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Greenland Ice Sheet, 14 July 2008, Bubbles of Ancient Air, Possibly 15,000 Years Old, Are Released as the Ice Sheet Melts from ICE: Portraits of Vanishing Glaciers
The theme of the 2017 Photo-Futures class was climate change, and human interconnectedness with the natural world and the current crisis of that relationship was at the heart of the photographic projects by nine photographers that students considered for acquisition into the Snite Museum’s permanent collection.
Challenged with selecting a contemporary photograph that helps visualize the complex issue of climate change, students ultimately recommended the Snite Museum purchase James Balog’s Greenland Ice Sheet, 14 July 2008, Bubbles of ancient air, possibly 15,000 years old, are released as the ice sheet melts, from ICE: Portraits of Vanishing Glaciers. This striking image makes particularly visible one of the many consequences of global climate change: as glaciers retreat due to warming global temperatures, the ancient history they safeguard irretrievably melts away, too. Justifying their selection, students explained, “Water traps air within it when it freezes, creating bubbles that scientists use today to sample the chemical composition and temperature of prehistoric era air. And these ice cores are melting at alarming rates due to our warming climate. These vanishing glaciers take their stories with them. The bubbles of air that give us an insight into the atmosphere of our ancient past and the stories and incredible knowledge they contain will not exist for much longer if we continue to deny and ignore the ability of our actions to fundamentally change our environment. Not only do these microscopic pockets of air provide evidence of the changing climate, but they demonstrate how the very thing that sustains our life - air - is changing as well.”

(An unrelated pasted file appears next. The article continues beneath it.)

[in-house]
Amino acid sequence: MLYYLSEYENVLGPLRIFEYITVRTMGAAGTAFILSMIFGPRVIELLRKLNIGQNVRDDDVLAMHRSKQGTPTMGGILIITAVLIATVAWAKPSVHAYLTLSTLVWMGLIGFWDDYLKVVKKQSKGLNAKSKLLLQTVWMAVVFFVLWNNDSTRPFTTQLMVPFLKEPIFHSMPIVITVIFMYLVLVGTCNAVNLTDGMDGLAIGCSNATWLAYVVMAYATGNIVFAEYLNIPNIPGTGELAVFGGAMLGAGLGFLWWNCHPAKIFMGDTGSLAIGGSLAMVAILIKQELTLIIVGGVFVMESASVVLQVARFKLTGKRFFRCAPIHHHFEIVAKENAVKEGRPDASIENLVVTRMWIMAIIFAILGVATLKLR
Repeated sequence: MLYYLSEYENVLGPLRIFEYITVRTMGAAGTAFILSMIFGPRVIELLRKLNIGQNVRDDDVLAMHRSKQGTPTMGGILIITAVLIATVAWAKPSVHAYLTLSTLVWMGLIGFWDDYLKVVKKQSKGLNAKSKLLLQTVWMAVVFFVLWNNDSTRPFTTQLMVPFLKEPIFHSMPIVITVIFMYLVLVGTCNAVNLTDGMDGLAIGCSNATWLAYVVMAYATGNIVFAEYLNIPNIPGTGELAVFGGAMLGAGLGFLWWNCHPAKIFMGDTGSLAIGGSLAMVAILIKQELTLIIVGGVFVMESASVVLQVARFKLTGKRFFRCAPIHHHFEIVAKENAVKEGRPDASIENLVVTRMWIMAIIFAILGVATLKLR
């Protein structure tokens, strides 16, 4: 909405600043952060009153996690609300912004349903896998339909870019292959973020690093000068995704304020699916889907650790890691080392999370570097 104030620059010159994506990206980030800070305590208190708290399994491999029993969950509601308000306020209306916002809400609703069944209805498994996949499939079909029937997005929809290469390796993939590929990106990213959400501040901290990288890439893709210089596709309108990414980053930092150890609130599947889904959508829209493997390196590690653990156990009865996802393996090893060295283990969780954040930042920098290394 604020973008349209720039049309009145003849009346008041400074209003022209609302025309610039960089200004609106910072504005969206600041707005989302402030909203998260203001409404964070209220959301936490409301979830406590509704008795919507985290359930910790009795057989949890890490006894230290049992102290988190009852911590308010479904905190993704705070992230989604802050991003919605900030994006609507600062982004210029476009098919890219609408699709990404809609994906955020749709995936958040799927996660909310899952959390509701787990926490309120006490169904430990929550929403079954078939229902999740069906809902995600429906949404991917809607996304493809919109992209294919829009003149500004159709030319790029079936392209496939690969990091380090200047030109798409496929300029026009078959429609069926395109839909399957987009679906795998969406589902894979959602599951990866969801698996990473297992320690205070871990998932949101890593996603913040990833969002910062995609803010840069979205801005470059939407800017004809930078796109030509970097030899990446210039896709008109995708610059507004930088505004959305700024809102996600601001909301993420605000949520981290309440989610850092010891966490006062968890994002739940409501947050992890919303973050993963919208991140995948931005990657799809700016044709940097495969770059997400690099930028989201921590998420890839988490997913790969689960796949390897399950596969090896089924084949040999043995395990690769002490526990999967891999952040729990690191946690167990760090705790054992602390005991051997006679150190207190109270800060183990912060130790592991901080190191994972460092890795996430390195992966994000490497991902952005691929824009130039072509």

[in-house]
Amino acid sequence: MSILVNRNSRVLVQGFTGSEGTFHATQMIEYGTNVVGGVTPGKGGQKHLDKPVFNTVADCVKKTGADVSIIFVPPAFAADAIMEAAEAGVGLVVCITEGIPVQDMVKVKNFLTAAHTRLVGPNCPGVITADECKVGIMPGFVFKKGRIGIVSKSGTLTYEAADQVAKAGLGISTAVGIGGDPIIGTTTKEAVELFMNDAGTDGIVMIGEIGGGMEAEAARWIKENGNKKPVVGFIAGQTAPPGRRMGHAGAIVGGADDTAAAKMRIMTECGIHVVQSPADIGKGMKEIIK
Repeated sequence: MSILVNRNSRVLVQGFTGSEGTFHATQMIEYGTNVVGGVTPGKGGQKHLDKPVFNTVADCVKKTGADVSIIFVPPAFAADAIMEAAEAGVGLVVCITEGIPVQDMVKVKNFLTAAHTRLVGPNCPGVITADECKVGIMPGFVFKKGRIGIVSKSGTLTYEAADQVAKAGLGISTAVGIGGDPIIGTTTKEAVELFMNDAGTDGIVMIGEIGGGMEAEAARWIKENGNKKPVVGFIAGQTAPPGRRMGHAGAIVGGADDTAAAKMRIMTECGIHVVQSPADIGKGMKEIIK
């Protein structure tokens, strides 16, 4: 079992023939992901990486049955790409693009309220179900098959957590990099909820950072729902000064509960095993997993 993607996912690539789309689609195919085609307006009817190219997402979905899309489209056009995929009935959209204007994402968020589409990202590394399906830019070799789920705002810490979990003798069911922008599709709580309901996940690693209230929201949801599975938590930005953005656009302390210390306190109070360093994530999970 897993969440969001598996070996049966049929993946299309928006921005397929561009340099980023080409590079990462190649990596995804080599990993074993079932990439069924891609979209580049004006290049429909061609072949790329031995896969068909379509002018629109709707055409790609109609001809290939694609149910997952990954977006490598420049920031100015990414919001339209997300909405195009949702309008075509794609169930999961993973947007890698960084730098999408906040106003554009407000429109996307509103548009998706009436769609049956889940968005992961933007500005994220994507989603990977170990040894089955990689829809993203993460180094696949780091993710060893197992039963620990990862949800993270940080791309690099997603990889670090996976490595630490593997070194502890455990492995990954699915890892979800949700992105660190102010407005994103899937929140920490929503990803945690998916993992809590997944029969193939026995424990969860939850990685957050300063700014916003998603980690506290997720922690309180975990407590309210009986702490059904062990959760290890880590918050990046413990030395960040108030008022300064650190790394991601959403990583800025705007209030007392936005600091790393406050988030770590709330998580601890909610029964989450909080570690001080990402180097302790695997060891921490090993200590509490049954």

from Calendar of Events, January-August 2018
Selected by PhotoFutures 2017 students: Carlos Celis Rivero ND '18, Caroline Cox ND '20, Sarah Harper ND '20, Sophie Lillis ND '18, and Danielle Partyka ND '18.